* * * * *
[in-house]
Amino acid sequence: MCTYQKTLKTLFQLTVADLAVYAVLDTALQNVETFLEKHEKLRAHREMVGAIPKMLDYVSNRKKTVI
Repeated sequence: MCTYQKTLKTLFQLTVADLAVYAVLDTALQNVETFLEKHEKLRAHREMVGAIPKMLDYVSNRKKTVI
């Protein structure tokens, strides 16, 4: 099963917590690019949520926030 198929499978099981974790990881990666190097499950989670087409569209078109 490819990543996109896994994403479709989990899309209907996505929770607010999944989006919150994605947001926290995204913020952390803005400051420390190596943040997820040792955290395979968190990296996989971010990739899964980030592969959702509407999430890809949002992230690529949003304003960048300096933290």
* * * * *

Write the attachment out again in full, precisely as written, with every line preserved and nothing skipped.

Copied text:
[in-house]
Amino acid sequence: MCTYQKTLKTLFQLTVADLAVYAVLDTALQNVETFLEKHEKLRAHREMVGAIPKMLDYVSNRKKTVI
Repeated sequence: MCTYQKTLKTLFQLTVADLAVYAVLDTALQNVETFLEKHEKLRAHREMVGAIPKMLDYVSNRKKTVI
């Protein structure tokens, strides 16, 4: 099963917590690019949520926030 198929499978099981974790990881990666190097499950989670087409569209078109 490819990543996109896994994403479709989990899309209907996505929770607010999944989006919150994605947001926290995204913020952390803005400051420390190596943040997820040792955290395979968190990296996989971010990739899964980030592969959702509407999430890809949002992230690529949003304003960048300096933290």